Meanwhile, it seems that every story, news or otherwise, must carry a byline. Largely driven by changes to copyright payment laws some years back, this scuttled the time-honoured convention of editors awarding bylines to reporters who stories and skills warranted special recognition. It now seems that journalists expect their every written word to be garnished with an ego-tickling byline. Like it or not, it is the way of the future.
Despite publishers’ assurances that readership is holding up (notice how talk of circulation now takes a back seat, which is hardly surprising) they know only too well, even if they will not admit it, that the vast majority of the population believe they are adequately informed via New Media communications, much of which is peer-driven. This has coincided with the rise in what I will call personality journalism which, as print has waned, has spread like a grassfire across the electronic media into social networks such as Facebook and Twitter.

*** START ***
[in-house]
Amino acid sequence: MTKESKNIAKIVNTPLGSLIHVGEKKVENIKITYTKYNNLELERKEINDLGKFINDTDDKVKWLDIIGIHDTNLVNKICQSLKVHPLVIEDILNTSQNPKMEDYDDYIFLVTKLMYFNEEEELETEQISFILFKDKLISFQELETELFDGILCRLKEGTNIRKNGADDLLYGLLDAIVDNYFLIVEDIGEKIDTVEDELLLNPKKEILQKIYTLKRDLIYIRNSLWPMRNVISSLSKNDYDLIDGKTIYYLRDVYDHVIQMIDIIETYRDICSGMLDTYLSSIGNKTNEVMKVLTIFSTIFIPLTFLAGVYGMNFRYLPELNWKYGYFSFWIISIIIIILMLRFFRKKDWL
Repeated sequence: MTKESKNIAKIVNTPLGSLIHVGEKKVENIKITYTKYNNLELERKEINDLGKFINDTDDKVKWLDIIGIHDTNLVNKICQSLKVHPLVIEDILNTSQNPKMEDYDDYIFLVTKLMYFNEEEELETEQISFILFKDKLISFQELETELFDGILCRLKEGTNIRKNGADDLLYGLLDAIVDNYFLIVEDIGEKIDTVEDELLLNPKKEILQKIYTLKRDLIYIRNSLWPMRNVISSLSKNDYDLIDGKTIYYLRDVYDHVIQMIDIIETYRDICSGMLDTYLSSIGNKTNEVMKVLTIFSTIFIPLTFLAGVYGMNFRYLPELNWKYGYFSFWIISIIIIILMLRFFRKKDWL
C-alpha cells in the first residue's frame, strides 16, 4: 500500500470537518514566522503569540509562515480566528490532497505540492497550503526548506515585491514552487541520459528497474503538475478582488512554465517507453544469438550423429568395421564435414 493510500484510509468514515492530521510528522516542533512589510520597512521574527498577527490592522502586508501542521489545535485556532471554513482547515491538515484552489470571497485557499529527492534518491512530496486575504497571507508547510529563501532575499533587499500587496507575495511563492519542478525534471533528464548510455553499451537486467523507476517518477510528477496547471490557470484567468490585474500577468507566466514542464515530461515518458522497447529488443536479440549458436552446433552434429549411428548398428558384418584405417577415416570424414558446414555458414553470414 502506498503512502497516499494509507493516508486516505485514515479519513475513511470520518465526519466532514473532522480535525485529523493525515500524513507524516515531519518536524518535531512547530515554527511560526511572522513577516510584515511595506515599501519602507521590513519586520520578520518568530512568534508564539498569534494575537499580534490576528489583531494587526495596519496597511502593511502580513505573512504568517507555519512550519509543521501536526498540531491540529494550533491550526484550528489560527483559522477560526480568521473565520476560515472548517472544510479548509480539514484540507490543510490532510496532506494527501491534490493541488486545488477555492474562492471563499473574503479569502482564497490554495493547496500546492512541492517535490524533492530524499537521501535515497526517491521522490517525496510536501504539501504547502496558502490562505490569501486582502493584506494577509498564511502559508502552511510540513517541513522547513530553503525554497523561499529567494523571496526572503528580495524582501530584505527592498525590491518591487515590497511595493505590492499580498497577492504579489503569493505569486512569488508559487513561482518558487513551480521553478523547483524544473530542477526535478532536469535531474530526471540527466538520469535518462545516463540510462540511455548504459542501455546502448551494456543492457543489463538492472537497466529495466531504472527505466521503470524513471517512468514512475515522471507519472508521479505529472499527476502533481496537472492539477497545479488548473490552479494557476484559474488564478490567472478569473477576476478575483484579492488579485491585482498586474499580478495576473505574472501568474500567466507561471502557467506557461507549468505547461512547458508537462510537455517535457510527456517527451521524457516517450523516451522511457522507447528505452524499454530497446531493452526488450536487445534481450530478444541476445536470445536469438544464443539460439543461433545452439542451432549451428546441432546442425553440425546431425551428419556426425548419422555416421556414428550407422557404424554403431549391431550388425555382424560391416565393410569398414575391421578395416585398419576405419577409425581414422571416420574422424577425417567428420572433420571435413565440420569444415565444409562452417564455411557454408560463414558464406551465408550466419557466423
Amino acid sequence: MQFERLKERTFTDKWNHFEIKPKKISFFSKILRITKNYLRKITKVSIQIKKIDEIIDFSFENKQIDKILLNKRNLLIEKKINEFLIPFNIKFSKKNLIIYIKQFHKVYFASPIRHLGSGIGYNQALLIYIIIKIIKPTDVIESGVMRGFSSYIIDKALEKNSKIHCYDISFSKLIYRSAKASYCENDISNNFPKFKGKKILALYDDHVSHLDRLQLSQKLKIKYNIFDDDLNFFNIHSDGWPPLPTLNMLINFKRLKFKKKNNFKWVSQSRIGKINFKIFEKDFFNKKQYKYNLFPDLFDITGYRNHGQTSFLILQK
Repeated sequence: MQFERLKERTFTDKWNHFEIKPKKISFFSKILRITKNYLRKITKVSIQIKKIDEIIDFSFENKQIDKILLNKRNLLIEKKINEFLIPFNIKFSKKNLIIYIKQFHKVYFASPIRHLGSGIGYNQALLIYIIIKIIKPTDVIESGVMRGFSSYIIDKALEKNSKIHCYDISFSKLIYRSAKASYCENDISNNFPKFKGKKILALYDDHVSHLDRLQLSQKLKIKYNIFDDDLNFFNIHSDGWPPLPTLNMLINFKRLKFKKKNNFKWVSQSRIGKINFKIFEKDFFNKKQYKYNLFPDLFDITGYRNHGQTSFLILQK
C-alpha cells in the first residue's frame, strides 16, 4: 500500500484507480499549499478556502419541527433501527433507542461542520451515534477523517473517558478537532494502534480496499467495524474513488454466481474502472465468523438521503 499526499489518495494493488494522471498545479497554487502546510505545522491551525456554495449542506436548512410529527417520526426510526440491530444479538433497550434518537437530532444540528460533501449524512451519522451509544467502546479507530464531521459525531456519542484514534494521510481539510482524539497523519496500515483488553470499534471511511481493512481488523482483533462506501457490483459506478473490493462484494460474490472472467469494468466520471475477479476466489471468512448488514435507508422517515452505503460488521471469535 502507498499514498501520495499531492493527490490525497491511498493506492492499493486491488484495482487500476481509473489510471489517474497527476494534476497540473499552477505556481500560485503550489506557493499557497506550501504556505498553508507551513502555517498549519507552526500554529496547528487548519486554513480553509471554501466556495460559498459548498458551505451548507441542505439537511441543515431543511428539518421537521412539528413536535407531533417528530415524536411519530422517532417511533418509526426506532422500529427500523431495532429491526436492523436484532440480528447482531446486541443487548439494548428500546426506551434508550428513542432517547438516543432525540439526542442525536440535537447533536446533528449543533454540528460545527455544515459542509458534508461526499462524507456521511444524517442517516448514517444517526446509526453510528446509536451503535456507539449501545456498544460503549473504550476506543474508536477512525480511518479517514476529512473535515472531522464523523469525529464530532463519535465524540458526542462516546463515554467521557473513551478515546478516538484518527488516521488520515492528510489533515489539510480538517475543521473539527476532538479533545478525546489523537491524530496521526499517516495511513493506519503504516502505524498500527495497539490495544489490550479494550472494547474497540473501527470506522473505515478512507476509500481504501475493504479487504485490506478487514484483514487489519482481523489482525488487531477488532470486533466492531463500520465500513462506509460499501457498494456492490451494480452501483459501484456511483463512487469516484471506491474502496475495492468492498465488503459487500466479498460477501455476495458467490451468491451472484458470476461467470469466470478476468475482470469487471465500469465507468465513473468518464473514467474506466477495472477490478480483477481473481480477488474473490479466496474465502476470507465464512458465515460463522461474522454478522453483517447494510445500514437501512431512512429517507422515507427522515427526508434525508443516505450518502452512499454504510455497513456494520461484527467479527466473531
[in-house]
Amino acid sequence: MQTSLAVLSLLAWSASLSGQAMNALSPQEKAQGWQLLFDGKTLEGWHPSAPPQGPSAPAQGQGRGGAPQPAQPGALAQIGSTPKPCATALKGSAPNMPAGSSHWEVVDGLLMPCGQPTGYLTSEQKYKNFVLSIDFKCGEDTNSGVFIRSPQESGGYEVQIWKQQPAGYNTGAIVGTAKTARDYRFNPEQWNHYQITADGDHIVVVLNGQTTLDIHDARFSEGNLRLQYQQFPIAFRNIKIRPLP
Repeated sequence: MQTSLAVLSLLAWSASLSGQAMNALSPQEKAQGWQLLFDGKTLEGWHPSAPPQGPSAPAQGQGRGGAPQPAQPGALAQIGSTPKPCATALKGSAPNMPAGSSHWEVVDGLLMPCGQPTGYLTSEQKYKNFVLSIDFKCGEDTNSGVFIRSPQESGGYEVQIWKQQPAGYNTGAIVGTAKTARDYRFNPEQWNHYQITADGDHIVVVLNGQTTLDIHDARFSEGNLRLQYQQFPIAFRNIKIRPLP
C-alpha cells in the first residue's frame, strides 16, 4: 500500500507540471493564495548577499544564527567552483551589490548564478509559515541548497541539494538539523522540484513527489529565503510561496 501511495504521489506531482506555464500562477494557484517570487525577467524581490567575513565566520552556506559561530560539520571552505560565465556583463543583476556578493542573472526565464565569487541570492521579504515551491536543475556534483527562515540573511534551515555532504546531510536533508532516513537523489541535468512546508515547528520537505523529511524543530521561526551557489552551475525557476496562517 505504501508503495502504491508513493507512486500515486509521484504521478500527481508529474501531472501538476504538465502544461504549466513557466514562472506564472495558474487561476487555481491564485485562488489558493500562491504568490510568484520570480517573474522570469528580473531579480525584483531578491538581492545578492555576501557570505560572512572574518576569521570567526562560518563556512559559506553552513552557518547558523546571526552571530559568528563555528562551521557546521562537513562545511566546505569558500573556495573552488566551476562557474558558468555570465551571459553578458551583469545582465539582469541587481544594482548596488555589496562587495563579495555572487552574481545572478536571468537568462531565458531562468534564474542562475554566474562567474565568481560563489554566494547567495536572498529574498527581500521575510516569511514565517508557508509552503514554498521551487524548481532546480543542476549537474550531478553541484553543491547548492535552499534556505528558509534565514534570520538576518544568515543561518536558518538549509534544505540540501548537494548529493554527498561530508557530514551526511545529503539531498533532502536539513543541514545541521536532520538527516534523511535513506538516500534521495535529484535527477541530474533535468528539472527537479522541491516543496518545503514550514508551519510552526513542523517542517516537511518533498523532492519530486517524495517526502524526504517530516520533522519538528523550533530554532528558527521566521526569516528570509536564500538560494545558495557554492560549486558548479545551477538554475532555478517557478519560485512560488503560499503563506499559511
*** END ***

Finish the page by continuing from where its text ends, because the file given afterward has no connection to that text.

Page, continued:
The widening of this communications spectrum has been accompanied by periodic government attempts to hobble and shackle a hostile or unacceptably inquisitive press. That this should happen comes as no surprise; all governments of every stripe believe the press should be kinder to them. But what has been more disappointing than surprising is the failure of the mainstream media to oppose such measures. This applies in particular to those who preach the gospel of “quality journalism” who, in some cases, have actively endorsed and promoted such initiatives. Don’t forget that the co-author of Finkelstein Inquiry into media regulation was Fairfax journalist-turned-academic Matthew Ricketson. One of the suggestions to which he put his name was a measure that would have subjected recalcitrant editors to contempt-of-court penalties, meaning they could be incarcerated at a judge’s pleasure. No doubt Ricketson congratulates himself on teaching quality journalism.